The Government of Vanuatu is undertaking a revenue review, and some in the business community are concerned this may lead to the introduction of personal and corporate income tax. As we await the report of the government's revenue task force, and in the absence of rigorous independent analysis, the conversation remains steeped in hearsay and the advocacy positions of various interest groups. In this piece, Derek Brien and Nikunj Soni highlight some of the issues that need further consideration so that there can be an informed national conversation about tax.
On 22 January 2016 the people of Vanuatu went to the polls to elect the eleventh and most diverse national Parliament. In this post we look more closely at the results, which reveals democracy in Vanuatu is seemingly delivering a kind of micro federalisation. While this is reflective of the reality on the ground, it does not bode well for nation building, and presents a significant challenge for political parties to consolidate or grow their share of the popular vote.
From 23-27 November 2015, secondary students from Vanuatu, Fiji and Solomon Islands came together in Port Vila to vie for the title of Melanesian school debating champions. Topics included governing systems, climate change, poverty, peacekeeping, and international diplomacy.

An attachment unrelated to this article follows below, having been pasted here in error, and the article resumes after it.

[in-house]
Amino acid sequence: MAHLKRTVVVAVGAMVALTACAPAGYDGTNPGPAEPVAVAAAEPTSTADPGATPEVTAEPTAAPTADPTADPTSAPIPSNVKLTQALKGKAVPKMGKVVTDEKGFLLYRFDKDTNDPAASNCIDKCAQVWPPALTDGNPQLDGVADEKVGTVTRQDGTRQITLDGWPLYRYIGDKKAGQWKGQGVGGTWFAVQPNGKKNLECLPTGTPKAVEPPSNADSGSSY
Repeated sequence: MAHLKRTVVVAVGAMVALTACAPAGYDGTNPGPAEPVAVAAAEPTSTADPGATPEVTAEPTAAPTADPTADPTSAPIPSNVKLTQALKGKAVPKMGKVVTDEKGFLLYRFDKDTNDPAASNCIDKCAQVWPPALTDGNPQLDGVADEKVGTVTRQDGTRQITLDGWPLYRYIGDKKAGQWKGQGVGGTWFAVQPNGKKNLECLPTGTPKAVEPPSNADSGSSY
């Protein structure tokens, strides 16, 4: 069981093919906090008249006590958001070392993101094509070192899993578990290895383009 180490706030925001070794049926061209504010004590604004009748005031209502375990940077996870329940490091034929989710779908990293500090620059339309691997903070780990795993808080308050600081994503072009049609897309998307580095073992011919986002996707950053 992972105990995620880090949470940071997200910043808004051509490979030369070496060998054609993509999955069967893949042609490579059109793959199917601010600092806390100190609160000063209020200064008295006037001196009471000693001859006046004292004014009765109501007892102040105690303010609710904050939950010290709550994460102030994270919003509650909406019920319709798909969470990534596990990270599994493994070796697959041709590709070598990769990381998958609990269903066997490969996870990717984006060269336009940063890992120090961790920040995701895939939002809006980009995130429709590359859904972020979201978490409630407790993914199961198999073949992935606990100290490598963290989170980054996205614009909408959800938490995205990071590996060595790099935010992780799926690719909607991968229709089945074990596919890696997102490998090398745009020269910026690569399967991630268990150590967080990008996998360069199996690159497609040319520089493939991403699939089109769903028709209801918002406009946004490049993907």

Throughout the week students impressed the audience and adjudicators with their eloquence and understanding of key regional and international issues. Faced with some of the same themes debated in parliaments around the Pacific, the students demonstrated great potential as future leaders.
This is a transcript of Jonathan Guyant's statement at the grand final of the Melanesian School Debate competition, staged last week in Port Vila. Jonathan was the first speaker of the Vanuatu team arguing against the motion that Melanesia must globalise to succeed. He was awarded Best Speaker for the debate final.
This week Commonwealth leaders are meeting in Malta for their biennial heads of government meeting. One of the first items of business will be the selection of the next Secretary General and with the field wide open, Pacific islands countries could be the king (or queen) maker.